By November 27, 2017 Read More →

Business Software: Jargon is ‘holding businesses back’

Latest research from Epicor Software suggests that technical jargon may be holding businesses back from progress. Stuart Hall, Sales Director for Epicor UK and Ireland, explains why.

With technology jargon constantly changing, business professionals around the world often struggle to gain a proper understanding of the technologies they need to embrace in order to shape the future of their businesses.

Our global survey of business decision makers and employees, which set out to understand the key drivers for business growth, has found a worrying lack of understanding around industry terminology in the UK.

One-in-five business leaders admitted they had heard of, but were not familiar with, common technology terms such as big data (22%) and cloud software-as-a-service (22%). This is despite the fact that many technologists moved on from talking about these as trends years ago, and are now exploring the strategic use of innovative technologies such as artificial intelligence (AI), digital twins, and conversational systems.

Around one-in-three, for example, admitted they are unfamiliar with the Internet of Things (29%), 3D printing (32%) and machine learning (34%) and many had never heard of these innovations at all.

A prolific amount of jargon in the fast-changing technology world might account for the fact that so many business professionals are unfamiliar with the key innovations affecting their sector, as they happen, despite recognising the important role technology has to play in business.

Although they find the jargon baffling, business professionals do recognise the importance of technology investments for driving the growth of their businesses. The same research found that 88% of fast-growing businesses consider IT investment to be a high priority, compared to just 41% of businesses experiencing weak growth. In addition, half (47%) agree that IT will help their organisations overcome future challenges in the market, work more efficiently (38%) and plan better (33%).

It appears that many businesses are convinced of the importance of technology investments – and many are reaping the rewards. Yet some are not fully aware of the latest technologies available to them, and it’s possible that the complex terminology and fast-changing landscape could be factors.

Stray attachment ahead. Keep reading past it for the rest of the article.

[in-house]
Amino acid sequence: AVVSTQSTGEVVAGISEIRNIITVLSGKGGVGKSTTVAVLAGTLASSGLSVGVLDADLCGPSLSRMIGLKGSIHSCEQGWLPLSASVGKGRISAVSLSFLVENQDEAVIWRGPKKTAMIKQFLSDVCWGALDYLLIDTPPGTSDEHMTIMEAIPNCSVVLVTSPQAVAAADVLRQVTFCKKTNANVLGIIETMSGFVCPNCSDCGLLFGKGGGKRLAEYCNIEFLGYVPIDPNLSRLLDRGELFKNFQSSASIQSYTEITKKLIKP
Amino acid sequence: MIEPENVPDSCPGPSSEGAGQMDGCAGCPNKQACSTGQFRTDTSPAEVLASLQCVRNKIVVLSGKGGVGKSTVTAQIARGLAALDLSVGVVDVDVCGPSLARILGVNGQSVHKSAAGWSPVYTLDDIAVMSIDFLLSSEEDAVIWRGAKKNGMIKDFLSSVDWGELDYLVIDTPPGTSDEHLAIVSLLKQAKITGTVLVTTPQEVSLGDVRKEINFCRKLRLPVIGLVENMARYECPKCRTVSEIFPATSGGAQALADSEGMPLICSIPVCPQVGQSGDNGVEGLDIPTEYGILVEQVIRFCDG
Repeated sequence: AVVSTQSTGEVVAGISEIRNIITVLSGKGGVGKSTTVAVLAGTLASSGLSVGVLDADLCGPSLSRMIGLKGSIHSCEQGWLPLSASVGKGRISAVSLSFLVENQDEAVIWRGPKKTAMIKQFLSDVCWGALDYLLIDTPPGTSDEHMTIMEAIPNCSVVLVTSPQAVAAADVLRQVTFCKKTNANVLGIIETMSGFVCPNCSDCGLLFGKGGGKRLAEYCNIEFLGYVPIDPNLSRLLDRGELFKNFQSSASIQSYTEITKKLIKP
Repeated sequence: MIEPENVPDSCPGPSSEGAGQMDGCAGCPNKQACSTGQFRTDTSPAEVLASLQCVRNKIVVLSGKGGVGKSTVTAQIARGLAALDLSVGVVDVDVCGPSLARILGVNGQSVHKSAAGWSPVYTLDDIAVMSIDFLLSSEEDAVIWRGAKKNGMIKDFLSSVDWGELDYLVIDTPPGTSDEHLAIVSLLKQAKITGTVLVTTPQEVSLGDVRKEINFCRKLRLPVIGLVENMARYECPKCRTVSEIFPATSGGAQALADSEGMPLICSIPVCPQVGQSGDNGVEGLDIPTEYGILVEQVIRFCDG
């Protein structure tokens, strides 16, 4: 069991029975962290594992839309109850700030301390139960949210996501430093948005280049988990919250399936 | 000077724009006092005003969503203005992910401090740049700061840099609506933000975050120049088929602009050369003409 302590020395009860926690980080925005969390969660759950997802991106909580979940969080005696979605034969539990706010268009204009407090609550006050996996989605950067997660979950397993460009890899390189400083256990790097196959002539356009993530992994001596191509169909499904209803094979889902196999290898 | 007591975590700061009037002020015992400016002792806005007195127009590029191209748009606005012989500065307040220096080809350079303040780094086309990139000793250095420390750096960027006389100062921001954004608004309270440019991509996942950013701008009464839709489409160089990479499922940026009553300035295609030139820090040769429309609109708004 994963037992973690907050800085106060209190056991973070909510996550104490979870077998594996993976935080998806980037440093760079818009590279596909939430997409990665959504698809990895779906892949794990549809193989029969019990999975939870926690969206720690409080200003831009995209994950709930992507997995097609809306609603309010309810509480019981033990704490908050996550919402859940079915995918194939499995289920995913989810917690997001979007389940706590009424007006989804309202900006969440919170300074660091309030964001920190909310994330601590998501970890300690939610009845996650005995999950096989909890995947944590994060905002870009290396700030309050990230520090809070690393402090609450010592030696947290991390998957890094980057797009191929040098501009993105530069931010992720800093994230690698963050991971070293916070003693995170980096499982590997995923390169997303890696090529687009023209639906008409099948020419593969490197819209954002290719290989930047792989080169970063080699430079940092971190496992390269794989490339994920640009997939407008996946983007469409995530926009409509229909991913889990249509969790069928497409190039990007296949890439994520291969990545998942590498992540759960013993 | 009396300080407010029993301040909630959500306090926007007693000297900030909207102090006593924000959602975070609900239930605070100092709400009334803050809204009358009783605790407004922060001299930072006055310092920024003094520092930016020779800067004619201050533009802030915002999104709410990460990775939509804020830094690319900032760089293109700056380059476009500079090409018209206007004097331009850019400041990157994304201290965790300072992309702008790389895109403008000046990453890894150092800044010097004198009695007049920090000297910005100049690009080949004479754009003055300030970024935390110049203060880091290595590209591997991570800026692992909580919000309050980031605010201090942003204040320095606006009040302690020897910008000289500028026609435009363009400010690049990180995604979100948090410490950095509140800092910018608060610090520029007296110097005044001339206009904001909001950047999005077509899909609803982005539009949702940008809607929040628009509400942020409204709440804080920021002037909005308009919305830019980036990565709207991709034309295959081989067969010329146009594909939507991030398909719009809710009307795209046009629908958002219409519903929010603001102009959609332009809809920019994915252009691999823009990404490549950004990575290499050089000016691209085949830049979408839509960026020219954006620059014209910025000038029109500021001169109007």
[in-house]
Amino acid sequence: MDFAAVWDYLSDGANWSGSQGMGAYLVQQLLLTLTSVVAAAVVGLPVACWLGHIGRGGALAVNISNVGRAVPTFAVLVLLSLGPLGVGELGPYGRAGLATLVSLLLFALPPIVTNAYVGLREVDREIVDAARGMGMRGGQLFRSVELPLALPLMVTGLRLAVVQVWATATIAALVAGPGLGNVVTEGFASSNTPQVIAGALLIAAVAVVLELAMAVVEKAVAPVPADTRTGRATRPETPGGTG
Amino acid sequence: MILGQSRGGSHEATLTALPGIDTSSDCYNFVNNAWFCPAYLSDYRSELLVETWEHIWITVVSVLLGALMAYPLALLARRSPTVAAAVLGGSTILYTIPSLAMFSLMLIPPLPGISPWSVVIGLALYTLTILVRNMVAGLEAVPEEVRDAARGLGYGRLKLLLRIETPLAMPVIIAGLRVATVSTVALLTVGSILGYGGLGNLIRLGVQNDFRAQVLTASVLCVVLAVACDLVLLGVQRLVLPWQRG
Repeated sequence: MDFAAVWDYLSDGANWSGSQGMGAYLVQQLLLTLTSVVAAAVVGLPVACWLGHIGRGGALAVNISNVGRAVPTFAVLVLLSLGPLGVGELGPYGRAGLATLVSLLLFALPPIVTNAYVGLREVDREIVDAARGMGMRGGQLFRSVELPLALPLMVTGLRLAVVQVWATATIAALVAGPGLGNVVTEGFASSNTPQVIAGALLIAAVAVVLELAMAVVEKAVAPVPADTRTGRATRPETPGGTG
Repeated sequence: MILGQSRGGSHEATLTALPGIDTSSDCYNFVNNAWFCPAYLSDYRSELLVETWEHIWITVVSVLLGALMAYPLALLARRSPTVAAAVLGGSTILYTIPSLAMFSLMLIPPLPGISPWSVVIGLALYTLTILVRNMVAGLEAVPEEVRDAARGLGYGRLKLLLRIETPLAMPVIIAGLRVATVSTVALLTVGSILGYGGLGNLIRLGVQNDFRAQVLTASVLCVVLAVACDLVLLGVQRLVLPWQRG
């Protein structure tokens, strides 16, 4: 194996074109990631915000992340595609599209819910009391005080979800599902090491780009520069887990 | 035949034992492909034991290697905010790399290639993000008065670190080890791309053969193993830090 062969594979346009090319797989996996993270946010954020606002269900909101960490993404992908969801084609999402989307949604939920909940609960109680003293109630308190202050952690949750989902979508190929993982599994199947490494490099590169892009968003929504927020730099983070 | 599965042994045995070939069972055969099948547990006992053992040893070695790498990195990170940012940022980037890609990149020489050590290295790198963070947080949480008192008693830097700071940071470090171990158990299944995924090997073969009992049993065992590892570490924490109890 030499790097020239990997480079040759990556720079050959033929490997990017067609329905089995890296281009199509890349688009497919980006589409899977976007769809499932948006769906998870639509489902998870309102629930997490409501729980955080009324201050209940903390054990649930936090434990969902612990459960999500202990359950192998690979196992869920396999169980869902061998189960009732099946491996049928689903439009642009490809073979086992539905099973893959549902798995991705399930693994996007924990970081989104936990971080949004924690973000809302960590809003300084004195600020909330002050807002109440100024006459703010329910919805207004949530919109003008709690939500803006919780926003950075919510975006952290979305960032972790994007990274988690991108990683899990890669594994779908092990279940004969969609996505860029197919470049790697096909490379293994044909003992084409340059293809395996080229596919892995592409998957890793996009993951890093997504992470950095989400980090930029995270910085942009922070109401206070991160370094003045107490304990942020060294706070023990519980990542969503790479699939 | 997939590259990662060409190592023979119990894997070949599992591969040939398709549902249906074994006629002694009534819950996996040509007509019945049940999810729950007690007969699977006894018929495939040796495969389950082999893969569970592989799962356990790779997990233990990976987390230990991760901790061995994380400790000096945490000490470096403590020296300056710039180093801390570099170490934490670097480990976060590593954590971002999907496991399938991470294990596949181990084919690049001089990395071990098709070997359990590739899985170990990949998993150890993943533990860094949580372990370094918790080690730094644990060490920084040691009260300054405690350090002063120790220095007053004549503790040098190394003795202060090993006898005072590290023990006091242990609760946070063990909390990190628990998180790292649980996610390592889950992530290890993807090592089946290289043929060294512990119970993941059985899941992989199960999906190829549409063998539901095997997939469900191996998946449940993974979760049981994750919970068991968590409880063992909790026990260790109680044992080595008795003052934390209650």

This is concerning because if business leaders cannot tell their AI from their IoT, or see the potential of a smart and connected factory, they may hold back from investing in the latest technologies. Businesses are tired of being baffled by buzzwords and jargon. We believe that it is time vendors and the technology community did more to engage with distributors, manufacturers or retailers in their own language. Talking about the business benefits that new technology can bring will help organisations to easier make critical decisions for the future.

Jargon buster

Artificial Intelligence (AI): The use of computers to fulfil tasks which normally humans would have to carry out. So, this could involve intelligent activities such decision-making, the need to see objects and translating languages.

Big Data: Large sets of data which reveal patterns and trends, which can be harnessed to improve services, products and behaviour.

Robotics: The use of robots in design and manufacturing.

Cloud: Off-site IT infrastructure, such as networks, servers and storage which are available quickly and efficiently over the internet.

Predictive Analytics: The use of analytics to predict unknown events in the future.

Internet of Things (IOT): The use of the internet to connect everyday items to send and receive data. So for instance, a fridge can sense you are running out of milk, so it reorders automatically from your supermarket. Many industries and manufacturers see this as a game changer.

3D printing: It is now possible to build objects, using a 3D printer, from a digital file. So, you can design items and then send them to be printed – and made real.

Conversational systems: A computer system designed to coherently “talk” to a human.

Digital twins: A digital twin is the digital replica of a physical object, most often referred to in relation to the Internet of Things. It contains all of the data and information of the real world object, including how it operates through its life cycle.

ERP software: Enterprise resource planning software, such as Epicor BisTrack that helps distribution companies to plan their resources, track sales, manage deliveries and improve their customer service.

Machine learning: A branch of AI (see above), this is the process of systems self-learning and improving from experience.